There has definitely been carpet trends and now it seems wood flooring is in full swing. Whatever you choose or prefer the one thing is to be certain of is quality. There are so many things to consider when deciding on materials for floors. A quick education and some research is always helpful as well as a well versed designer or sales representative.
I recently had the pleasure of having Tom Walker of Central Carpets & Interiors located in Beavercreek assist me with a project and found him to be quite knowledgeable.
Tom revealed to me the ABC’s for selecting carpet. He says, “when making a carpet choice first consider the use of the room. Choose carpet according to the amount of traffic expected, the desired look, and lastly choose the color. Most carpet styles offer a wide color selection, so that choice can be made later in the buying decision. One more thing… quality. With carpet quality is important. When you are buying carpet several things affect the price and performance. If you purchase a lower end carpet your performance expectations may be disappointing.”
Having someone with Tom’s wealth of knowledge is valuable when making an important decision such as purchasing materials for your floor.
Important facts to consider:
1. Shading is normal in luxurious cut pile constructions with heavy weight carpets such as Textures, Plush/Velvet and Saxony’s. These carpets normally have a luxurious look and feel. The carpet tufts are usually fine and blend together with a low to medium height that create a sweep of color. These styles are generally used in more formal areas to create a rich look.
2. Frieze or Twist are highly textured cut piles. The yarns are twisted to the point that they actually curl back on themselves in random directions. This is an excellent style for high traffic areas, hallways, and steps. They will outperform most other styles and have a relaxed look that is perfect for family rooms, bedrooms, and less formal areas. Frieze is available is solids, multi-tones and tone on tone colors. The use of multi-tones or tone on tones help hide soiling and wear.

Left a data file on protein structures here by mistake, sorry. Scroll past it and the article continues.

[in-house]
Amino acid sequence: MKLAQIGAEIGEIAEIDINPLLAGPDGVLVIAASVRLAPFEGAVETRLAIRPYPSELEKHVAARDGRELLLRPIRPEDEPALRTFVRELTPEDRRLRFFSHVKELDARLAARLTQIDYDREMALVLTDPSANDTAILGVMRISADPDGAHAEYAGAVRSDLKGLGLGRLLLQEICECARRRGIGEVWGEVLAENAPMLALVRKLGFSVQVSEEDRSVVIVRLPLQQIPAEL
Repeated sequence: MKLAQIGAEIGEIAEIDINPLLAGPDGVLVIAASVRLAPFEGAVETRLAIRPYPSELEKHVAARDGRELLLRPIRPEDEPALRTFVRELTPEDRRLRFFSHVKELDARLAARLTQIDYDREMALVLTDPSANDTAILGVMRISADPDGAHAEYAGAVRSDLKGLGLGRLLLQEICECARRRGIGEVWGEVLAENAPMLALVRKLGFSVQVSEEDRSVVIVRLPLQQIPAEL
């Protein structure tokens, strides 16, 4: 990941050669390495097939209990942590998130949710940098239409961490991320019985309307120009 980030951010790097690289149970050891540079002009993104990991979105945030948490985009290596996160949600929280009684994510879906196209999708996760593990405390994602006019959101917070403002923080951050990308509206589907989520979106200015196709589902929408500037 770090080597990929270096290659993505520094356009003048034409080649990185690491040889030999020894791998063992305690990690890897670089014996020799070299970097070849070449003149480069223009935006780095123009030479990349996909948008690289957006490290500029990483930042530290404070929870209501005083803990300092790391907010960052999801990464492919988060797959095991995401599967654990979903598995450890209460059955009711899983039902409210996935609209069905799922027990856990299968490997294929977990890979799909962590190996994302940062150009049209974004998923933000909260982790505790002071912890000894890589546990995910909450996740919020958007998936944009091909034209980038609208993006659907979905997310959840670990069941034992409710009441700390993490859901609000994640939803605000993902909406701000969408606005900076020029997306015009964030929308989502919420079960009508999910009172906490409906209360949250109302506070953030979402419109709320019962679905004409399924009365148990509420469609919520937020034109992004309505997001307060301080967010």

3. Loop style carpets come in many variations and have loops that are all the same height. Berbers are examples of loop construction. Multilevel loop is the term given to styles that have different loop heights. This style is generally seen in basements or commercial locations and are constructed to withstand heavy traffic. This look was popular in the eighties and has become dated for use in residential decors.
4. Cut Loop is a combination of cut pile and loops which is generally a patterned carpet. The cut tufts look darker than the loops when the same dye lot color of yarn is used. Pattern carpet makes a design statement since it will appear multicolored and more daring than most styles. The patterns can vary from checkerboard, basket weaves, dot patterns, circles, foliage vines and numerous others.
5. Patterned carpet can be created as stated above or printed on the carpet surface.
6. Fiber Choice: Nylon carpets perform better than poly’s or olefin’s… hence nylon carpets generally cost more. Brand name fibers such as Anso Nylon and Tactesse are known for quality in softness, performance and stain resistance. BFC nylons (continuous filament) is better than staple nylons. These terms are used in the manufacturing process… how the nylon is made.
7. Weight: The amount of fiber per square inch. You certainly do not have to buy the heaviest carpet in the store and weight does not reflect performance, but you will want something that has a good hand feel.
8. Stain Resistance: Stainmaster is a house hold name and speaks for itself; however you will pay more for this brand. Shaw offers R2X and it is comparable to Stainmaster. When purchasing a carpet pay attention to the stain resistance quality of a carpet, but do not make this your deciding factor in your purchase. Today’s carpets have improved over the years. You should always inquire about maintenance for the carpet after purchase.
9. Keep in mind you don’t have to have the best carpet in the store, but if you want to have a carpet that is going to look good for a number of years it may cost you a little more. If you divide the additional cost over a 12 year period it becomes minimal. Also, if you have to replace a low end carpet every five or so years have your really saved money?
If the room will be used for cooking, food consumption, or extremely high wear…. read my next segment on hard surface flooring choices with tips and information from Tom Walker.
If this seems a little overwhelming contact one of Dayton’s finest at (937) 426-9311–he’ll help you sort it out.